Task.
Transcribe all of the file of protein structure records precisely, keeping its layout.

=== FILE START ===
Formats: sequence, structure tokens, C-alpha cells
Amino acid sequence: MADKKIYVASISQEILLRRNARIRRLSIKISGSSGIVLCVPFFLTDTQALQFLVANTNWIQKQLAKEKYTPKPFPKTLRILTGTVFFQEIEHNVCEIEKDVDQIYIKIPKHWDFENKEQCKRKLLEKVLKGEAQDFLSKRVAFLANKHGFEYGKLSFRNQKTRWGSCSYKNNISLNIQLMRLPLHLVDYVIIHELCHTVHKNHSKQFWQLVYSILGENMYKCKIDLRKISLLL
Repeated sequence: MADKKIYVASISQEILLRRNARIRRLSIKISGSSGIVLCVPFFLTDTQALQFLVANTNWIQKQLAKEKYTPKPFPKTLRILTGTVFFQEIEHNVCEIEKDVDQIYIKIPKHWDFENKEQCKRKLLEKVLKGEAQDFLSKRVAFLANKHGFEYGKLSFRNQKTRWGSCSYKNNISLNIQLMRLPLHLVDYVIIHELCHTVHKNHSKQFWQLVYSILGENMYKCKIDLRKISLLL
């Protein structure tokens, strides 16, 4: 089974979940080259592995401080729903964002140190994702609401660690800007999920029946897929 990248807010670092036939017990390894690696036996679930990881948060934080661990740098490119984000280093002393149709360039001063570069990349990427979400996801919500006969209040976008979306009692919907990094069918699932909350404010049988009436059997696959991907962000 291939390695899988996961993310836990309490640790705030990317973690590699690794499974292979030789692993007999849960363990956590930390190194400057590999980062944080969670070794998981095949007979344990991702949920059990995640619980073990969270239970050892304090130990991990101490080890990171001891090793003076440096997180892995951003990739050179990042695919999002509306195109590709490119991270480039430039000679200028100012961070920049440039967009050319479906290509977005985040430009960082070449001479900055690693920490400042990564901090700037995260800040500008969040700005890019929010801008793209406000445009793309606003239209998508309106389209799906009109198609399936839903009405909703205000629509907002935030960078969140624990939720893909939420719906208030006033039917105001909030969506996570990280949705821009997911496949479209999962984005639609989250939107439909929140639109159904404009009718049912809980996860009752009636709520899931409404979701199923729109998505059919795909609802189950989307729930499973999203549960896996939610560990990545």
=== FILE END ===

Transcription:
Formats: sequence, structure tokens, C-alpha cells
Amino acid sequence: MADKKIYVASISQEILLRRNARIRRLSIKISGSSGIVLCVPFFLTDTQALQFLVANTNWIQKQLAKEKYTPKPFPKTLRILTGTVFFQEIEHNVCEIEKDVDQIYIKIPKHWDFENKEQCKRKLLEKVLKGEAQDFLSKRVAFLANKHGFEYGKLSFRNQKTRWGSCSYKNNISLNIQLMRLPLHLVDYVIIHELCHTVHKNHSKQFWQLVYSILGENMYKCKIDLRKISLLL
Repeated sequence: MADKKIYVASISQEILLRRNARIRRLSIKISGSSGIVLCVPFFLTDTQALQFLVANTNWIQKQLAKEKYTPKPFPKTLRILTGTVFFQEIEHNVCEIEKDVDQIYIKIPKHWDFENKEQCKRKLLEKVLKGEAQDFLSKRVAFLANKHGFEYGKLSFRNQKTRWGSCSYKNNISLNIQLMRLPLHLVDYVIIHELCHTVHKNHSKQFWQLVYSILGENMYKCKIDLRKISLLL
């Protein structure tokens, strides 16, 4: 089974979940080259592995401080729903964002140190994702609401660690800007999920029946897929 990248807010670092036939017990390894690696036996679930990881948060934080661990740098490119984000280093002393149709360039001063570069990349990427979400996801919500006969209040976008979306009692919907990094069918699932909350404010049988009436059997696959991907962000 291939390695899988996961993310836990309490640790705030990317973690590699690794499974292979030789692993007999849960363990956590930390190194400057590999980062944080969670070794998981095949007979344990991702949920059990995640619980073990969270239970050892304090130990991990101490080890990171001891090793003076440096997180892995951003990739050179990042695919999002509306195109590709490119991270480039430039000679200028100012961070920049440039967009050319479906290509977005985040430009960082070449001479900055690693920490400042990564901090700037995260800040500008969040700005890019929010801008793209406000445009793309606003239209998508309106389209799906009109198609399936839903009405909703205000629509907002935030960078969140624990939720893909939420719906208030006033039917105001909030969506996570990280949705821009997911496949479209999962984005639609989250939107439909929140639109159904404009009718049912809980996860009752009636709520899931409404979701199923729109998505059919795909609802189950989307729930499973999203549960896996939610560990990545």